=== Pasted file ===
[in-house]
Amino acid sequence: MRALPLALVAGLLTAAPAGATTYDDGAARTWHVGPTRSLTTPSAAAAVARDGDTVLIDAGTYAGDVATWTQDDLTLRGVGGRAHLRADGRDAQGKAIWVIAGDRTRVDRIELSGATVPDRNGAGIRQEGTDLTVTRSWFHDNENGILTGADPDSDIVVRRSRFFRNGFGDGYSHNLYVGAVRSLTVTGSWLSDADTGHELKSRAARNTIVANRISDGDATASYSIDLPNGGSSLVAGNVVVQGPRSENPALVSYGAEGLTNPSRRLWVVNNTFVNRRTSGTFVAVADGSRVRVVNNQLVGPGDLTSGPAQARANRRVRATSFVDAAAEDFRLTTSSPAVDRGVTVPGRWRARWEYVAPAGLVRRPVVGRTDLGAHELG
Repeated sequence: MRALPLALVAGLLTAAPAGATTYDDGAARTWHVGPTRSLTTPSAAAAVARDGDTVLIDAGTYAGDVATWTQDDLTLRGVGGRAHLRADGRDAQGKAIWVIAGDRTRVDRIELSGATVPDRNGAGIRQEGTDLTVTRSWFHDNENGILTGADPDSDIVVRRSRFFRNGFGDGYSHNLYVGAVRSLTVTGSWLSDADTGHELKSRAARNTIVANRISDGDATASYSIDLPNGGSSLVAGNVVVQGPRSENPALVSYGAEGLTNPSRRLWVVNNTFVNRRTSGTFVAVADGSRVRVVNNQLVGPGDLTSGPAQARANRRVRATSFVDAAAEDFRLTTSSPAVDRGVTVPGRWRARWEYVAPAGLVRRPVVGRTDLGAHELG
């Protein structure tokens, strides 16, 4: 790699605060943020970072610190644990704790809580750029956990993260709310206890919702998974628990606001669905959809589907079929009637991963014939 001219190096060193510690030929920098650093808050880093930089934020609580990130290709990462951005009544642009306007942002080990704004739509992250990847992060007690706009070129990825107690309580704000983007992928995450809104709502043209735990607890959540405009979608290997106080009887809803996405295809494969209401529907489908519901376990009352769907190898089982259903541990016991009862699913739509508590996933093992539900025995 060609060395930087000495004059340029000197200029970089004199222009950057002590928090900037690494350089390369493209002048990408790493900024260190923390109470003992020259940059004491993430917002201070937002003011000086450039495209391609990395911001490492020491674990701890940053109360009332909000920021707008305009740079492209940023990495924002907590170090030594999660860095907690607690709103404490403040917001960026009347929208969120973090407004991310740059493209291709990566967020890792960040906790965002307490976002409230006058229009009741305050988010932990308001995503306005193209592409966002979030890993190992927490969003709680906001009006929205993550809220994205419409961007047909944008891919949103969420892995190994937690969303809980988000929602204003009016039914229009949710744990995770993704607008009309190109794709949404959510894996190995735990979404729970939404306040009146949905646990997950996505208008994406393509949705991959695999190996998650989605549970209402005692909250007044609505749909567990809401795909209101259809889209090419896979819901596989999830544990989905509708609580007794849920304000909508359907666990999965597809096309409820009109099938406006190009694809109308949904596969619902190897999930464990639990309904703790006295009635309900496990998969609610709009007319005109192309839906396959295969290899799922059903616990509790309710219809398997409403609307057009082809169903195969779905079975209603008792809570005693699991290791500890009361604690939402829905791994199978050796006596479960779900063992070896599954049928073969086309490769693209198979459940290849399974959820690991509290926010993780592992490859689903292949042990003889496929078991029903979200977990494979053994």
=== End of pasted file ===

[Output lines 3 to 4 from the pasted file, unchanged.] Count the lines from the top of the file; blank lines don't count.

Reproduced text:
Repeated sequence: MRALPLALVAGLLTAAPAGATTYDDGAARTWHVGPTRSLTTPSAAAAVARDGDTVLIDAGTYAGDVATWTQDDLTLRGVGGRAHLRADGRDAQGKAIWVIAGDRTRVDRIELSGATVPDRNGAGIRQEGTDLTVTRSWFHDNENGILTGADPDSDIVVRRSRFFRNGFGDGYSHNLYVGAVRSLTVTGSWLSDADTGHELKSRAARNTIVANRISDGDATASYSIDLPNGGSSLVAGNVVVQGPRSENPALVSYGAEGLTNPSRRLWVVNNTFVNRRTSGTFVAVADGSRVRVVNNQLVGPGDLTSGPAQARANRRVRATSFVDAAAEDFRLTTSSPAVDRGVTVPGRWRARWEYVAPAGLVRRPVVGRTDLGAHELG
């Protein structure tokens, strides 16, 4: 790699605060943020970072610190644990704790809580750029956990993260709310206890919702998974628990606001669905959809589907079929009637991963014939 001219190096060193510690030929920098650093808050880093930089934020609580990130290709990462951005009544642009306007942002080990704004739509992250990847992060007690706009070129990825107690309580704000983007992928995450809104709502043209735990607890959540405009979608290997106080009887809803996405295809494969209401529907489908519901376990009352769907190898089982259903541990016991009862699913739509508590996933093992539900025995 060609060395930087000495004059340029000197200029970089004199222009950057002590928090900037690494350089390369493209002048990408790493900024260190923390109470003992020259940059004491993430917002201070937002003011000086450039495209391609990395911001490492020491674990701890940053109360009332909000920021707008305009740079492209940023990495924002907590170090030594999660860095907690607690709103404490403040917001960026009347929208969120973090407004991310740059493209291709990566967020890792960040906790965002307490976002409230006058229009009741305050988010932990308001995503306005193209592409966002979030890993190992927490969003709680906001009006929205993550809220994205419409961007047909944008891919949103969420892995190994937690969303809980988000929602204003009016039914229009949710744990995770993704607008009309190109794709949404959510894996190995735990979404729970939404306040009146949905646990997950996505208008994406393509949705991959695999190996998650989605549970209402005692909250007044609505749909567990809401795909209101259809889209090419896979819901596989999830544990989905509708609580007794849920304000909508359907666990999965597809096309409820009109099938406006190009694809109308949904596969619902190897999930464990639990309904703790006295009635309900496990998969609610709009007319005109192309839906396959295969290899799922059903616990509790309710219809398997409403609307057009082809169903195969779905079975209603008792809570005693699991290791500890009361604690939402829905791994199978050796006596479960779900063992070896599954049928073969086309490769693209198979459940290849399974959820690991509290926010993780592992490859689903292949042990003889496929078991029903979200977990494979053994």